On Imaging Healthy People

February 23, 2015

Radiologists need to prepare for screening asymptomatic patients.

Consider this:

Lung cancer screening, mammography, and CT colonography are the imaging tests we have collectively, as a profession, paid the most interest and time to in recent years – particularly in regards to advocacy. Whether performing huge trials that influence sweeping policy implementation, responding to accusations about the efficacy of breast cancer screening, or re-emphasizing that our President chose virtual colonoscopy over the “real thing” – we have been publically touting imaging’s role in screening, preserving health, and promoting wellness. Our efforts have been worthwhile. Radiologists now play a greater role in public health than ever before. It’s not unreasonable to expect more imaging-based screening exams in the near future.

Historically, though, we have mostly imaged sick people: people with symptoms, people who needed a diagnosis.

Now we image people for – well – just being people really. And this carries implications for how we offer imaging services, how we interpret images, how we educate patients, and how we teach about risk.

Screening for Disease and Invoking Unease
The concept of using imaging to screen for disease (mostly cancer) seems simple. Look for asymptomatic cancer in appropriate populations, discover it in early stages, treat it, and save lives.  Easy, right? But as any radiologist will tell you, getting an imaging study puts all patients at risk of discovering a dreaded “incidentaloma”. These inconvenient imaging findings carry potential to strike fear in patients, possible need for future follow-up studies, and induce uneasy feelings in physicians. 

Granulomas posing as lung cancer, complex cysts imitating renal cell carcinoma, regenerative nodules acting like hepatocellular carcinoma, and benign adenomas impersonating malignant adrenal adenocarcinoma. Yikes. [[{"type":"media","view_mode":"media_crop","fid":"32253","attributes":{"alt":"puzzle","class":"media-image media-image-right","id":"media_crop_8795651007192","media_crop_h":"0","media_crop_image_style":"-1","media_crop_instance":"3412","media_crop_rotate":"0","media_crop_scale_h":"0","media_crop_scale_w":"0","media_crop_w":"0","media_crop_x":"0","media_crop_y":"0","style":"height: 133px; width: 159px; border-width: 0px; border-style: solid; margin: 1px; float: right;","title":"©RATOCA/Shutterstock.com","typeof":"foaf:Image"}}]]

The patients being screened are virtually always asymptomatic – so there is no clinical picture to shrink the differential. The imaging appearance is the only feature that informs the list of potential ailments, thus, malignancy “cannot be entirely excluded.”

We, as radiologists, are becoming more adept at dealing with these commonly benign incidental findings.  The series of manuscripts addressing incidental findings in the JACR has been ragingly successful and delivered some of the most widely read articles in the history of the blue journal.  Ultimately, however, these guidelines are driven by expert consensus. It is difficult for an individual patient to read about their unexpectedly discovered new mass that is “most likely” benign, react calmly, and follow the consensus guidelines.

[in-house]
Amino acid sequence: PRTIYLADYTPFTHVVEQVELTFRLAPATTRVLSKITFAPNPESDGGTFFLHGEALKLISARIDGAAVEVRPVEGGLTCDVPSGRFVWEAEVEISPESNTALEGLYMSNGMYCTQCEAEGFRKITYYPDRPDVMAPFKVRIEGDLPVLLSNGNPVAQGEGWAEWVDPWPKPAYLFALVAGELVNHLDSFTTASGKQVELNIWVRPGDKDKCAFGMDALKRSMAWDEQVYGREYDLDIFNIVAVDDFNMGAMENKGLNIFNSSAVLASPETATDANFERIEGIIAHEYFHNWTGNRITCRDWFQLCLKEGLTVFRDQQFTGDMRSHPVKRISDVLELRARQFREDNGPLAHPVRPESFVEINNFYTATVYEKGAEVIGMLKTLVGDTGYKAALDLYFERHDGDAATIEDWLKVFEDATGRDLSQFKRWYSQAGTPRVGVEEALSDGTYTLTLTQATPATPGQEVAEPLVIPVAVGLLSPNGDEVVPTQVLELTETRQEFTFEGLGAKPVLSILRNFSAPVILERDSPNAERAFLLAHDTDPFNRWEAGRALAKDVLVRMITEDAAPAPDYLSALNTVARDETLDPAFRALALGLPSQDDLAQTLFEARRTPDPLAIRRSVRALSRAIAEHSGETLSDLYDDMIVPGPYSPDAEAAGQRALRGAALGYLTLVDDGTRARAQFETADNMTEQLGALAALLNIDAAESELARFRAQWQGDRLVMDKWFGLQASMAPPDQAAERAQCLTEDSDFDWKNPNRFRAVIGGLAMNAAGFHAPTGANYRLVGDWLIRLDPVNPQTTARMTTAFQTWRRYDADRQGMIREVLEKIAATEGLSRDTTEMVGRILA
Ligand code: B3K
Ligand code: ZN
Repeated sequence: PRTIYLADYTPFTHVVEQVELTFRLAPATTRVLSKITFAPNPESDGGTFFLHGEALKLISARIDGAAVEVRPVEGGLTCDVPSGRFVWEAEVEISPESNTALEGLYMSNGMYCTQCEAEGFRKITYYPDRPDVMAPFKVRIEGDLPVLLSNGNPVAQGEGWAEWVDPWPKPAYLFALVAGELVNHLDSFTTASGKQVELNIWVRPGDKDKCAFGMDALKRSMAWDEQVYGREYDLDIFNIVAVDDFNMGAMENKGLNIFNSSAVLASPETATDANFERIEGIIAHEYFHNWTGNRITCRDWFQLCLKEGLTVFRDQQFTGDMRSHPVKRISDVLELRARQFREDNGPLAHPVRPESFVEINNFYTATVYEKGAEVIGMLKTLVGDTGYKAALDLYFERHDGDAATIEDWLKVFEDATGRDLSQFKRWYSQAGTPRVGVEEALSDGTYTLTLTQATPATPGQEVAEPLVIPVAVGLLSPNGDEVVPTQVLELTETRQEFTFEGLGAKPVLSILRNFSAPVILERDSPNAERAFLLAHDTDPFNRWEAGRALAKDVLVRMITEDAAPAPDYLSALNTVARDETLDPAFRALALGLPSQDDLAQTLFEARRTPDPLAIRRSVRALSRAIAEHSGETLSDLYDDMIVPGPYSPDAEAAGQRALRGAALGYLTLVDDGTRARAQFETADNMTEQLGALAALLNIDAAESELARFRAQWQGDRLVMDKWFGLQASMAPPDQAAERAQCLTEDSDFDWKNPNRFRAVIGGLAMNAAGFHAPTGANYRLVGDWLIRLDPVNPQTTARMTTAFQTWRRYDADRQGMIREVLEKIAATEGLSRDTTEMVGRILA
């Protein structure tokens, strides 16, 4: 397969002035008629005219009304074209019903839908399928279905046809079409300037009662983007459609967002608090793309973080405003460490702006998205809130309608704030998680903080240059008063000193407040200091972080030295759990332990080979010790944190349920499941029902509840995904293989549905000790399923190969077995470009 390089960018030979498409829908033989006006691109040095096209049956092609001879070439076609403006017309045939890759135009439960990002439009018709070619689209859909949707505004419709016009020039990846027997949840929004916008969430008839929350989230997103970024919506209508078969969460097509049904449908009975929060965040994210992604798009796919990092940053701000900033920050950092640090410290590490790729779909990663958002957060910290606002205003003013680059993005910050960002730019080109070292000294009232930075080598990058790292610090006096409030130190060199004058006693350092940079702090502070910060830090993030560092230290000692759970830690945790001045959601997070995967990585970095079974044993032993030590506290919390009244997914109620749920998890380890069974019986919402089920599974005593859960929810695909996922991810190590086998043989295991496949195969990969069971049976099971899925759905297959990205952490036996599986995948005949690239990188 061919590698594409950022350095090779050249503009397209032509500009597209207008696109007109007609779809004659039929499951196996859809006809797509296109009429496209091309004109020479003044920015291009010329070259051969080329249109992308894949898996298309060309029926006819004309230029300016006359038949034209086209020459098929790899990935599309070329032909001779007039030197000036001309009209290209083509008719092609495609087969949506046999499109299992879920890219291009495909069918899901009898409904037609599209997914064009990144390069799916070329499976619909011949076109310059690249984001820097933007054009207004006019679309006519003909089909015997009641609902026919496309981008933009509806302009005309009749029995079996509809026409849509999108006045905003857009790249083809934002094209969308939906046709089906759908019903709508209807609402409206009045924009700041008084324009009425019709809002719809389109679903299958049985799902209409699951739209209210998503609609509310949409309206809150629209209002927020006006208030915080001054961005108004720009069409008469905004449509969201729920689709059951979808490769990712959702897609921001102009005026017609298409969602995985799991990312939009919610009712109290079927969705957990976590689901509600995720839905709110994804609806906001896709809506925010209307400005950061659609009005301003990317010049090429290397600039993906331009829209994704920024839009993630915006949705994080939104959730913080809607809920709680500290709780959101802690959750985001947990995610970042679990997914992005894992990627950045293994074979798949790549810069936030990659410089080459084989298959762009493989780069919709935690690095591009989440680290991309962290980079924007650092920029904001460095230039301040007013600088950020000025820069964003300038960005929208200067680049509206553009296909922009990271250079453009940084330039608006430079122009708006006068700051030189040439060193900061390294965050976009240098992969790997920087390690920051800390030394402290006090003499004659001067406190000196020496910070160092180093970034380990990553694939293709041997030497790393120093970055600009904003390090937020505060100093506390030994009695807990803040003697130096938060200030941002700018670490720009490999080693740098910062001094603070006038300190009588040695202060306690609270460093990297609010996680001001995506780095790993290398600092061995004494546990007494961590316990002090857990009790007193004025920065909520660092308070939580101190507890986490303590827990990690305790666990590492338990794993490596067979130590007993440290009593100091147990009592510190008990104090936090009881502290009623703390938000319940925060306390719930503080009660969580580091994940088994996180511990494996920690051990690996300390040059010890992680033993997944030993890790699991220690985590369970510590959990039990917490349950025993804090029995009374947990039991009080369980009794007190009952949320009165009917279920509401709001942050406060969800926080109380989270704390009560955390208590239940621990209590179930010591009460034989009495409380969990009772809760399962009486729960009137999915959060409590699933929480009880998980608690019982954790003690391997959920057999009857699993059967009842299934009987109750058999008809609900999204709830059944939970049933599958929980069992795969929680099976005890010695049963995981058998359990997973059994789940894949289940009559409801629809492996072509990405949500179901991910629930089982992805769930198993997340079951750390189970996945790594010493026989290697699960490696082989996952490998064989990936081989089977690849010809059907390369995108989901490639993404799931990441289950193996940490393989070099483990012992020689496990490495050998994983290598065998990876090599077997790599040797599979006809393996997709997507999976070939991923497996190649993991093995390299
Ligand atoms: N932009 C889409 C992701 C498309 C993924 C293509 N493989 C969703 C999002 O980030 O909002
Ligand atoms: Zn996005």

Some experts believe that human beings do not have the brain capacity to realistically assess risk to their own person.  Applying a “20% increased risk of malignancy” to one’s own healthy self is a challenging task for anyone.  Recognizing relative risk and comprehending a small percentage increase of a very small baseline risk may be easy for researchers, statisticians, and wonky-types. But for an individual, it may be impossible. A marginally increased risk of cancer can abolish all rationality and only invoke fear.

To make matters even more complex, our increased propensity to use imaging as a screening tool will unveil more and more malignancies that people are likely to die with rather than die from. Try telling someone not to worry about their low-grade malignancy and to just be patient until they die from something else. It’s a troubling thought. But not far-fetched.

“But Matt,” a skeptic might say, “just wait until other screening tests are developed that don’t involve imaging – such as breathalyzers and blood tests!”

Point taken. Modern screening exams that may be cheaper and involve no ionizing radiation are certainly being developed. But in the modern milieu, when those tests come back positive –asymptomatic patients are likely to get imaging in order to find the cancer. And the cycle begins...

These challenges are by no means insurmountable. However, as a specialty that is predominantly accustomed to imaging sick people, we must understand how this will impact resource utilization and our role in public health. 

Ultimately, if we want to continue increasing radiology’s role in disease screening, we must recognize the dilemmas introduced by imaging healthy people.